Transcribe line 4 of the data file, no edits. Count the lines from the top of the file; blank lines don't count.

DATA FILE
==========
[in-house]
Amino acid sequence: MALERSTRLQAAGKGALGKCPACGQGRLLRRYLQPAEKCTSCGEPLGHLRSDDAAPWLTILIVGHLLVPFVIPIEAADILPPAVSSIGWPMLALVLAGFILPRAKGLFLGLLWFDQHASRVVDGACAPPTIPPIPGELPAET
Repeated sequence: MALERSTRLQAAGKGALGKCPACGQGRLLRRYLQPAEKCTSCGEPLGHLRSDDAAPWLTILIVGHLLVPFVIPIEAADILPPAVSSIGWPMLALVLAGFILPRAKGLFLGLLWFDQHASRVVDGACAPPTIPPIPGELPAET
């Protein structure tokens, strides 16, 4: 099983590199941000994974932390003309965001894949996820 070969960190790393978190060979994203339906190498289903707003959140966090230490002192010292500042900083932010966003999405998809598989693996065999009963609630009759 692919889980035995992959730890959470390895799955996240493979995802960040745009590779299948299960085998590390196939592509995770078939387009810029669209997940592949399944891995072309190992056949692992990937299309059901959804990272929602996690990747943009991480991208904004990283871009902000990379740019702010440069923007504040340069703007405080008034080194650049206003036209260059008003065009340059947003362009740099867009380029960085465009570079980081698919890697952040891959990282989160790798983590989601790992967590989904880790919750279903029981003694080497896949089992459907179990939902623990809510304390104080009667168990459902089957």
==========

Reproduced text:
């Protein structure tokens, strides 16, 4: 099983590199941000994974932390003309965001894949996820 070969960190790393978190060979994203339906190498289903707003959140966090230490002192010292500042900083932010966003999405998809598989693996065999009963609630009759 692919889980035995992959730890959470390895799955996240493979995802960040745009590779299948299960085998590390196939592509995770078939387009810029669209997940592949399944891995072309190992056949692992990937299309059901959804990272929602996690990747943009991480991208904004990283871009902000990379740019702010440069923007504040340069703007405080008034080194650049206003036209260059008003065009340059947003362009740099867009380029960085465009570079980081698919890697952040891959990282989160790798983590989601790992967590989904880790919750279903029981003694080497896949089992459907179990939902623990809510304390104080009667168990459902089957």